resentencing, defendant had actually been in jail for a total of 528 days, from June 12, 2002 to
March 22, 2003 (the date of his pretrial incarceration to the date of his release before this Court
vacated his sentence), and from May 8, 2003 to January 5, 2004 (the date his bond was revoked
to the day before his resentencing hearing).
The parties disputed the number of days of sentence credit defendant should receive for
time served. Despite originally being sentenced to one year in jail, defendant actually spent only
284 days in jail after being sentenced because he was awarded sixty-one days of good-time credit
pursuant to MCL 52.282(1)-(2).1 At the resentencing hearing, defendant argued that he should
receive credit for these sixty-one days, in addition to the 528 days he actually served in jail. The
prosecutor disagreed, arguing that the good-time credit was received in connection with an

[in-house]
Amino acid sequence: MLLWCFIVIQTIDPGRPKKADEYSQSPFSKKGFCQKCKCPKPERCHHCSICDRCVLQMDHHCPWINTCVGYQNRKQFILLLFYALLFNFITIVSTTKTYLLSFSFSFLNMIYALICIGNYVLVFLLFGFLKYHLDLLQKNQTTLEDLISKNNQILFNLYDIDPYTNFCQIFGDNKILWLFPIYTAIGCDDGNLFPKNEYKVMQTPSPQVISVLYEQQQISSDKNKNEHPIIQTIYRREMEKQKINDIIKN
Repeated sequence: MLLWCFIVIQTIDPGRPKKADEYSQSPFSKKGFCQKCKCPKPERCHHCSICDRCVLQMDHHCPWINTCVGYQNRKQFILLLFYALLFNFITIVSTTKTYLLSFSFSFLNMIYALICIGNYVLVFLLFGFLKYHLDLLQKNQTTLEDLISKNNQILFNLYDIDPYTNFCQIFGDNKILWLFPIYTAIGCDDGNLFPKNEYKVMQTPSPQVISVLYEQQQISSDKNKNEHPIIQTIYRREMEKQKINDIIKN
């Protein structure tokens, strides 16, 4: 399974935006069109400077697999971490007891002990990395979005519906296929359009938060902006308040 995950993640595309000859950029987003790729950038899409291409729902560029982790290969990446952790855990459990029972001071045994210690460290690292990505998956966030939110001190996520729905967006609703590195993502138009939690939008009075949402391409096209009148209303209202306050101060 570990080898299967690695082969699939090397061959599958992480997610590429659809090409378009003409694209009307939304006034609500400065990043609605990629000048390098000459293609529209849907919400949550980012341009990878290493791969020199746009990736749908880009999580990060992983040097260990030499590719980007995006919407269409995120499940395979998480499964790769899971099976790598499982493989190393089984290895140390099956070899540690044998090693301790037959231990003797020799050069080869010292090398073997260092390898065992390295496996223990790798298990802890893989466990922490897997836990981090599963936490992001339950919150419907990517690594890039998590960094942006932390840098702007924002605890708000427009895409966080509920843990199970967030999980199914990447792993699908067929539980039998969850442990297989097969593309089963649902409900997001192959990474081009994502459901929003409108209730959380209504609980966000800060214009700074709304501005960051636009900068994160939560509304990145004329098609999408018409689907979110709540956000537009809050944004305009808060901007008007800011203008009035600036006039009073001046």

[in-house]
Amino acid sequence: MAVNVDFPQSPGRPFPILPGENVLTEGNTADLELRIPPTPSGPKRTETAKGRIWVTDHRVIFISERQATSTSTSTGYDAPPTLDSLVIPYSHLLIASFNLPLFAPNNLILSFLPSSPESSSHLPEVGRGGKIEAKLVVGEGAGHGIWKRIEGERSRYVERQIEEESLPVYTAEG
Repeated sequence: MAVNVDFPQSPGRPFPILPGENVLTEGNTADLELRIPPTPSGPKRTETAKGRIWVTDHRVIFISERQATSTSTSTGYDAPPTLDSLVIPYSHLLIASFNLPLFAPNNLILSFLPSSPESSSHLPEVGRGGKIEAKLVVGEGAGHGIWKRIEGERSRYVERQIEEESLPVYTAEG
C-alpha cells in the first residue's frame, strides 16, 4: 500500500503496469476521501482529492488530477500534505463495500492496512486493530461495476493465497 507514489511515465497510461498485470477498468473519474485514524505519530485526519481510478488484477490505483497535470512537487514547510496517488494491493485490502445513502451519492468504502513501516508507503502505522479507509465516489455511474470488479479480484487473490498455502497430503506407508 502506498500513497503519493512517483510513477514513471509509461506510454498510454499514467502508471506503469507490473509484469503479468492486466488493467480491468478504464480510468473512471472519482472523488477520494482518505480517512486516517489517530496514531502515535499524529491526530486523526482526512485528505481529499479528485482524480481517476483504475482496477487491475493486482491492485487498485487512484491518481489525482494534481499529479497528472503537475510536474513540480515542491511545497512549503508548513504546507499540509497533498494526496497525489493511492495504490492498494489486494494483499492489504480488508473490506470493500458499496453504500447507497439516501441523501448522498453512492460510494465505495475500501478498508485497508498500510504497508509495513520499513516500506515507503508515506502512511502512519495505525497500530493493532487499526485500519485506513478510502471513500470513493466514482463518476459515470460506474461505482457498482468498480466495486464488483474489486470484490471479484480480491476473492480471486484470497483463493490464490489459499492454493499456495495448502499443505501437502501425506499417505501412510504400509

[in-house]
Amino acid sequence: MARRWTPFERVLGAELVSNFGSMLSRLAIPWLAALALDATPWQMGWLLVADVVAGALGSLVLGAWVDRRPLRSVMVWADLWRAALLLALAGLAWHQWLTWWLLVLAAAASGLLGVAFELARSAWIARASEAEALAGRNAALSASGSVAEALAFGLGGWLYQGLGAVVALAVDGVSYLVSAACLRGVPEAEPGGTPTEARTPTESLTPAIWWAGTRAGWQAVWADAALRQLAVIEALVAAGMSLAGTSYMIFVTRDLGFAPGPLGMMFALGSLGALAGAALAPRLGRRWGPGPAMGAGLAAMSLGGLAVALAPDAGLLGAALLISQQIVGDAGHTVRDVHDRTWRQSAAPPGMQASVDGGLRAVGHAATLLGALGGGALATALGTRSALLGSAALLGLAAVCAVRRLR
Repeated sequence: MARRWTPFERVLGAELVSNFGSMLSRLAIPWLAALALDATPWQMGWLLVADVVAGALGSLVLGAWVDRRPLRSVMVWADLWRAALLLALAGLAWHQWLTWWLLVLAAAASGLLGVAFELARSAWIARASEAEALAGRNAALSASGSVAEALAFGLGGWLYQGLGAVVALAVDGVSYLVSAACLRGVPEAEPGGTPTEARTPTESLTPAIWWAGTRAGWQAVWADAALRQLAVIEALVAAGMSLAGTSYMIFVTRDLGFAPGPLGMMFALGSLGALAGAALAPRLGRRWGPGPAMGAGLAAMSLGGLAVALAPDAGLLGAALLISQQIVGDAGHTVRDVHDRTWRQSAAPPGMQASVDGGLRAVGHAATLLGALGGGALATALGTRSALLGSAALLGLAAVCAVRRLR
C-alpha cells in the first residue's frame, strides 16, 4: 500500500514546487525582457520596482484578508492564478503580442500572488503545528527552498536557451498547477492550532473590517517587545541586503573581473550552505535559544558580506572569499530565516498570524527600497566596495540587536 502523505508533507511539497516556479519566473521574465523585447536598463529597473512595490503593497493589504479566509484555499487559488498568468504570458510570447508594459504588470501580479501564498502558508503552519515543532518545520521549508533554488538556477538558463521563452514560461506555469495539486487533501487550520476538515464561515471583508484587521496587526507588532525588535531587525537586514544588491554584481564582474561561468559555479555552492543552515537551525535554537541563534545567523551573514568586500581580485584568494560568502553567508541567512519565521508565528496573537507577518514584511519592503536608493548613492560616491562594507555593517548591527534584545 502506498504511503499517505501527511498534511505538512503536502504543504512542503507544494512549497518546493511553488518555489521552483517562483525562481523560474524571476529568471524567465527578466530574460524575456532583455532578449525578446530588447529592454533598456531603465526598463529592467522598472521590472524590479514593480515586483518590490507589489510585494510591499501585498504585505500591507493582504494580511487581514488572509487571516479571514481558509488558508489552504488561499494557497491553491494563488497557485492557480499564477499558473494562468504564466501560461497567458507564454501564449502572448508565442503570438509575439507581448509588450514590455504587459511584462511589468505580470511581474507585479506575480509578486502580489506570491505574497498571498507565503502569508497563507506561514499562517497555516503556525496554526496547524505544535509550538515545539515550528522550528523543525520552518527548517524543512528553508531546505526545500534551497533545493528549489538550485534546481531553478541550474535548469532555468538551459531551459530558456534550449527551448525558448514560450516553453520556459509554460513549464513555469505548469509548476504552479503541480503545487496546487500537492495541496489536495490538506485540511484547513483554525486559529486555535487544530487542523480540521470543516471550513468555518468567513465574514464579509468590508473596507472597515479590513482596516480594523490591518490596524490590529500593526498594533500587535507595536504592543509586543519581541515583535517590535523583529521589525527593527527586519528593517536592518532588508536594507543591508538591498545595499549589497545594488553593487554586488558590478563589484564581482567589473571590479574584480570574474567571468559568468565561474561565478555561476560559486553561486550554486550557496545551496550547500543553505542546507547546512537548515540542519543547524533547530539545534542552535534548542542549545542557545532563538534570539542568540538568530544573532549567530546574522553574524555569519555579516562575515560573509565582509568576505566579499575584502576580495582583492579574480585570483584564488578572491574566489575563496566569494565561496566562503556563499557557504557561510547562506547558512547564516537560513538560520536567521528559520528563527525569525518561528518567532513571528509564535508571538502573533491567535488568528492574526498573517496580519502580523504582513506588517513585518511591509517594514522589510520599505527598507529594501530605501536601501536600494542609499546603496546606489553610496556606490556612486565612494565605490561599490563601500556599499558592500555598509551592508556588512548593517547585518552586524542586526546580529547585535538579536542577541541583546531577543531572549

illegal sentence. The trial court ordered credit for the 528 days actually served. Defendant now
appeals, asserting that he is entitled to an additional sixty-one days of sentence credit.
Defendant contends that the trial court, in resentencing defendant, violated his due
process rights when it refused to apply the sixty-one days of good-time credit that were earned as
a result of his original sentence. We disagree. The trial court correctly determined that
defendant should not benefit from sentence credit that would not have been granted but for an
error of law in defendant’s original sentencing.
Michigan law formerly awarded prisoners a “good-time allowance,” but this scheme was
subsequently replaced with a less generous scheme that allowed “disciplinary credits” for only
some categories of offenders. MCL 800.33(5); see People v Fleming, 428 Mich 408, 422 n 16;
410 NW2d 266 (1987). Under the current scheme, if defendant had been properly sentenced to a
prison term, he would not have been eligible for disciplinary credits. MCL 791.233b(w)
provides that a prisoner is not eligible for disciplinary credits if he is “a prisoner subject to